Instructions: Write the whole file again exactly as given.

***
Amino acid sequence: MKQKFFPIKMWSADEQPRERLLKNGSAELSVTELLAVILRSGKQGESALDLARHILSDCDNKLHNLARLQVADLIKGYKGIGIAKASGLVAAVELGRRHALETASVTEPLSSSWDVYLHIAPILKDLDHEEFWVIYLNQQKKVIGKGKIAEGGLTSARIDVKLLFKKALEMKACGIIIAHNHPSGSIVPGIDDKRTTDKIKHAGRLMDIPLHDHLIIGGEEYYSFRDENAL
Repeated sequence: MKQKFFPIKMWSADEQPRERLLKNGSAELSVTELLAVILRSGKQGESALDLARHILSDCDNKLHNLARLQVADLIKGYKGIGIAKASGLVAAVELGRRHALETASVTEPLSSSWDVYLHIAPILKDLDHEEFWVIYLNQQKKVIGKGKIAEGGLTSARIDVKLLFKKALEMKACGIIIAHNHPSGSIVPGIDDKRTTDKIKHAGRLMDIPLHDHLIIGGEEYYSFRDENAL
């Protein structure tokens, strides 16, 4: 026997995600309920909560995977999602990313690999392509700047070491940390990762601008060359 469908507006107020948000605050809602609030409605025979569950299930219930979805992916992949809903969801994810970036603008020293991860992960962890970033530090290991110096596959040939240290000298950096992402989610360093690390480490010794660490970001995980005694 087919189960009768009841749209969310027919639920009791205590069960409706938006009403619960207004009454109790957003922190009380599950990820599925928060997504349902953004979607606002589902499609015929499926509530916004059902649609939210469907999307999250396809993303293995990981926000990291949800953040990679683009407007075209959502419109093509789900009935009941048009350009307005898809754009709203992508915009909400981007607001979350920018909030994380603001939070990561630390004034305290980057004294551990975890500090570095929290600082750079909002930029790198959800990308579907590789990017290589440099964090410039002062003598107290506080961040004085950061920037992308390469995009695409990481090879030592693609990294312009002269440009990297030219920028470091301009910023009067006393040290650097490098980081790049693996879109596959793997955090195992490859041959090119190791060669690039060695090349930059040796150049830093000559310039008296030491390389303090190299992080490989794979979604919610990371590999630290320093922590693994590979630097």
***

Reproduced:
Amino acid sequence: MKQKFFPIKMWSADEQPRERLLKNGSAELSVTELLAVILRSGKQGESALDLARHILSDCDNKLHNLARLQVADLIKGYKGIGIAKASGLVAAVELGRRHALETASVTEPLSSSWDVYLHIAPILKDLDHEEFWVIYLNQQKKVIGKGKIAEGGLTSARIDVKLLFKKALEMKACGIIIAHNHPSGSIVPGIDDKRTTDKIKHAGRLMDIPLHDHLIIGGEEYYSFRDENAL
Repeated sequence: MKQKFFPIKMWSADEQPRERLLKNGSAELSVTELLAVILRSGKQGESALDLARHILSDCDNKLHNLARLQVADLIKGYKGIGIAKASGLVAAVELGRRHALETASVTEPLSSSWDVYLHIAPILKDLDHEEFWVIYLNQQKKVIGKGKIAEGGLTSARIDVKLLFKKALEMKACGIIIAHNHPSGSIVPGIDDKRTTDKIKHAGRLMDIPLHDHLIIGGEEYYSFRDENAL
């Protein structure tokens, strides 16, 4: 026997995600309920909560995977999602990313690999392509700047070491940390990762601008060359 469908507006107020948000605050809602609030409605025979569950299930219930979805992916992949809903969801994810970036603008020293991860992960962890970033530090290991110096596959040939240290000298950096992402989610360093690390480490010794660490970001995980005694 087919189960009768009841749209969310027919639920009791205590069960409706938006009403619960207004009454109790957003922190009380599950990820599925928060997504349902953004979607606002589902499609015929499926509530916004059902649609939210469907999307999250396809993303293995990981926000990291949800953040990679683009407007075209959502419109093509789900009935009941048009350009307005898809754009709203992508915009909400981007607001979350920018909030994380603001939070990561630390004034305290980057004294551990975890500090570095929290600082750079909002930029790198959800990308579907590789990017290589440099964090410039002062003598107290506080961040004085950061920037992308390469995009695409990481090879030592693609990294312009002269440009990297030219920028470091301009910023009067006393040290650097490098980081790049693996879109596959793997955090195992490859041959090119190791060669690039060695090349930059040796150049830093000559310039008296030491390389303090190299992080490989794979979604919610990371590999630290320093922590693994590979630097």